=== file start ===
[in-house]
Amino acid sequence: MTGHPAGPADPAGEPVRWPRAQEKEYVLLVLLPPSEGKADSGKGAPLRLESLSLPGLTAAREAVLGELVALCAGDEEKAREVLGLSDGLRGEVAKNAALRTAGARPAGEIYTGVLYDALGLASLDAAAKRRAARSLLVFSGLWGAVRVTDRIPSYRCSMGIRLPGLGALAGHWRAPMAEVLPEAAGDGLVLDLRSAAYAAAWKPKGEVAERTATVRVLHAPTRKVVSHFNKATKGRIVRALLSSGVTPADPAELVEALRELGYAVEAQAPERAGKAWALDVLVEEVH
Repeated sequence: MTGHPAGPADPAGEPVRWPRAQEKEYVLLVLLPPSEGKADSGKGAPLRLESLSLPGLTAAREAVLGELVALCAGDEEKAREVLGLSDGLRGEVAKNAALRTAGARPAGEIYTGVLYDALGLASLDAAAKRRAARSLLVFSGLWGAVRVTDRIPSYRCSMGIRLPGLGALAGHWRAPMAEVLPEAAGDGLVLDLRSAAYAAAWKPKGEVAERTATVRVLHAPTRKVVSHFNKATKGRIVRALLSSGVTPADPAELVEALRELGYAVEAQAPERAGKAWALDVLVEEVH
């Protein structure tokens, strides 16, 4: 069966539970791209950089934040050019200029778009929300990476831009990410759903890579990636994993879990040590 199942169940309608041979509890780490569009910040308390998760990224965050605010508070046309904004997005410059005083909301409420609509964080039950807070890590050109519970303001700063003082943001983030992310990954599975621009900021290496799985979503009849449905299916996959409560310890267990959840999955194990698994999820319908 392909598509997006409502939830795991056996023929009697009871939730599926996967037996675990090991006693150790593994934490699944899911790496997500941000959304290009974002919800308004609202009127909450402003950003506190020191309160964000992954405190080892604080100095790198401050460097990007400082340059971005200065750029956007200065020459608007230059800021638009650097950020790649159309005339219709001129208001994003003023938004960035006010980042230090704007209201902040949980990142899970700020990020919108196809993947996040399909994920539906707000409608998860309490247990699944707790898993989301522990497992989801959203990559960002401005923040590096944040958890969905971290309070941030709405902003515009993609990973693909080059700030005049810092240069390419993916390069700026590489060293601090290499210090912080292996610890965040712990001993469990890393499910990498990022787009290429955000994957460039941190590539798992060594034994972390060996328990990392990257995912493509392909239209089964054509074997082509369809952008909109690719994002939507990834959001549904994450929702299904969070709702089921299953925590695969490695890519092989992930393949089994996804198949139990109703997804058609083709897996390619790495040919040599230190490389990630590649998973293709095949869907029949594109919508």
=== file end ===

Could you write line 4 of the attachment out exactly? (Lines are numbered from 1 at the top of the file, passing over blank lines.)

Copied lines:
């Protein structure tokens, strides 16, 4: 069966539970791209950089934040050019200029778009929300990476831009990410759903890579990636994993879990040590 199942169940309608041979509890780490569009910040308390998760990224965050605010508070046309904004997005410059005083909301409420609509964080039950807070890590050109519970303001700063003082943001983030992310990954599975621009900021290496799985979503009849449905299916996959409560310890267990959840999955194990698994999820319908 392909598509997006409502939830795991056996023929009697009871939730599926996967037996675990090991006693150790593994934490699944899911790496997500941000959304290009974002919800308004609202009127909450402003950003506190020191309160964000992954405190080892604080100095790198401050460097990007400082340059971005200065750029956007200065020459608007230059800021638009650097950020790649159309005339219709001129208001994003003023938004960035006010980042230090704007209201902040949980990142899970700020990020919108196809993947996040399909994920539906707000409608998860309490247990699944707790898993989301522990497992989801959203990559960002401005923040590096944040958890969905971290309070941030709405902003515009993609990973693909080059700030005049810092240069390419993916390069700026590489060293601090290499210090912080292996610890965040712990001993469990890393499910990498990022787009290429955000994957460039941190590539798992060594034994972390060996328990990392990257995912493509392909239209089964054509074997082509369809952008909109690719994002939507990834959001549904994450929702299904969070709702089921299953925590695969490695890519092989992930393949089994996804198949139990109703997804058609083709897996390619790495040919040599230190490389990630590649998973293709095949869907029949594109919508």